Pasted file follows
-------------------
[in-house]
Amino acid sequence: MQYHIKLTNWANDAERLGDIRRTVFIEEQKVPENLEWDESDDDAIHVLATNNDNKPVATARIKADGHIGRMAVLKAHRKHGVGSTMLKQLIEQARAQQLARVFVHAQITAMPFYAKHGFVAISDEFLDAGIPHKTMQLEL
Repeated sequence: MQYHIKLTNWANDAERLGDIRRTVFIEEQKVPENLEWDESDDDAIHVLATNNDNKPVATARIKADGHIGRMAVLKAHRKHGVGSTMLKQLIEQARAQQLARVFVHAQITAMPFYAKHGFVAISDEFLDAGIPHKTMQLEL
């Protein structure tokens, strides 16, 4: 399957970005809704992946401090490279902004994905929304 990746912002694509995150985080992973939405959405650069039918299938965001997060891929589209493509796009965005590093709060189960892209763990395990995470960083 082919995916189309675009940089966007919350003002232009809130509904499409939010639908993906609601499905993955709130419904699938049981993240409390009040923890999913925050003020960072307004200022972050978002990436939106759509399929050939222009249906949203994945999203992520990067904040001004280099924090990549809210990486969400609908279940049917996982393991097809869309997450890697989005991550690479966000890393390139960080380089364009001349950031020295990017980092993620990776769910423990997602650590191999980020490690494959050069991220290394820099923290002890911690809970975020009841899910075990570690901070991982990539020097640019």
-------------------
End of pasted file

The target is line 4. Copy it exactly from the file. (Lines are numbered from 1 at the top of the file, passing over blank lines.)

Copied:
């Protein structure tokens, strides 16, 4: 399957970005809704992946401090490279902004994905929304 990746912002694509995150985080992973939405959405650069039918299938965001997060891929589209493509796009965005590093709060189960892209763990395990995470960083 082919995916189309675009940089966007919350003002232009809130509904499409939010639908993906609601499905993955709130419904699938049981993240409390009040923890999913925050003020960072307004200022972050978002990436939106759509399929050939222009249906949203994945999203992520990067904040001004280099924090990549809210990486969400609908279940049917996982393991097809869309997450890697989005991550690479966000890393390139960080380089364009001349950031020295990017980092993620990776769910423990997602650590191999980020490690494959050069991220290394820099923290002890911690809970975020009841899910075990570690901070991982990539020097640019």